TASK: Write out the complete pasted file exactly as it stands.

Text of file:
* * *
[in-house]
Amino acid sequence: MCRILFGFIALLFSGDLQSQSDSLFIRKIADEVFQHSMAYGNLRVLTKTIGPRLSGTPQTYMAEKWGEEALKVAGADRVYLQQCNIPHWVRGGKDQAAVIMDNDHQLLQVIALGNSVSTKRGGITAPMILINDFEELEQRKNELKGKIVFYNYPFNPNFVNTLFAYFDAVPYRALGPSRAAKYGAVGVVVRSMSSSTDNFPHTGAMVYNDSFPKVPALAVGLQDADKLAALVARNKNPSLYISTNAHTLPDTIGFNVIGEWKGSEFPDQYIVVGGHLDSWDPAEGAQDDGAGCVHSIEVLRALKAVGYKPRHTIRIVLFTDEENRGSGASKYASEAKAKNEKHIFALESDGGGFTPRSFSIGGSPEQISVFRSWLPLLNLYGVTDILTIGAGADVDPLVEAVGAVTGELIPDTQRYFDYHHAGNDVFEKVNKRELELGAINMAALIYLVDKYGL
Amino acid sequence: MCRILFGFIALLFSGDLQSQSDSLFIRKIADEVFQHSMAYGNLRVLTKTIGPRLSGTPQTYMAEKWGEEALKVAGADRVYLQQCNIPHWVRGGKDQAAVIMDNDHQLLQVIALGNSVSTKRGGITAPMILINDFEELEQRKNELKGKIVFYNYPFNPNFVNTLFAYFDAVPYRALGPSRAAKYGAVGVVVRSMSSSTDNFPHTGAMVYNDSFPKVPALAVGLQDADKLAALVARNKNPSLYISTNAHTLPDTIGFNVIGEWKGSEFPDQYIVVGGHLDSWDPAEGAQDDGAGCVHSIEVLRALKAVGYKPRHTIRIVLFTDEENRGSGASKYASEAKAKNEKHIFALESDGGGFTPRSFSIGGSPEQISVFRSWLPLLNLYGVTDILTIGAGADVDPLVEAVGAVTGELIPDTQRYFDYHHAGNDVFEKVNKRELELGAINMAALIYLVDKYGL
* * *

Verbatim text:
[in-house]
Amino acid sequence: MCRILFGFIALLFSGDLQSQSDSLFIRKIADEVFQHSMAYGNLRVLTKTIGPRLSGTPQTYMAEKWGEEALKVAGADRVYLQQCNIPHWVRGGKDQAAVIMDNDHQLLQVIALGNSVSTKRGGITAPMILINDFEELEQRKNELKGKIVFYNYPFNPNFVNTLFAYFDAVPYRALGPSRAAKYGAVGVVVRSMSSSTDNFPHTGAMVYNDSFPKVPALAVGLQDADKLAALVARNKNPSLYISTNAHTLPDTIGFNVIGEWKGSEFPDQYIVVGGHLDSWDPAEGAQDDGAGCVHSIEVLRALKAVGYKPRHTIRIVLFTDEENRGSGASKYASEAKAKNEKHIFALESDGGGFTPRSFSIGGSPEQISVFRSWLPLLNLYGVTDILTIGAGADVDPLVEAVGAVTGELIPDTQRYFDYHHAGNDVFEKVNKRELELGAINMAALIYLVDKYGL
Amino acid sequence: MCRILFGFIALLFSGDLQSQSDSLFIRKIADEVFQHSMAYGNLRVLTKTIGPRLSGTPQTYMAEKWGEEALKVAGADRVYLQQCNIPHWVRGGKDQAAVIMDNDHQLLQVIALGNSVSTKRGGITAPMILINDFEELEQRKNELKGKIVFYNYPFNPNFVNTLFAYFDAVPYRALGPSRAAKYGAVGVVVRSMSSSTDNFPHTGAMVYNDSFPKVPALAVGLQDADKLAALVARNKNPSLYISTNAHTLPDTIGFNVIGEWKGSEFPDQYIVVGGHLDSWDPAEGAQDDGAGCVHSIEVLRALKAVGYKPRHTIRIVLFTDEENRGSGASKYASEAKAKNEKHIFALESDGGGFTPRSFSIGGSPEQISVFRSWLPLLNLYGVTDILTIGAGADVDPLVEAVGAVTGELIPDTQRYFDYHHAGNDVFEKVNKRELELGAINMAALIYLVDKYGL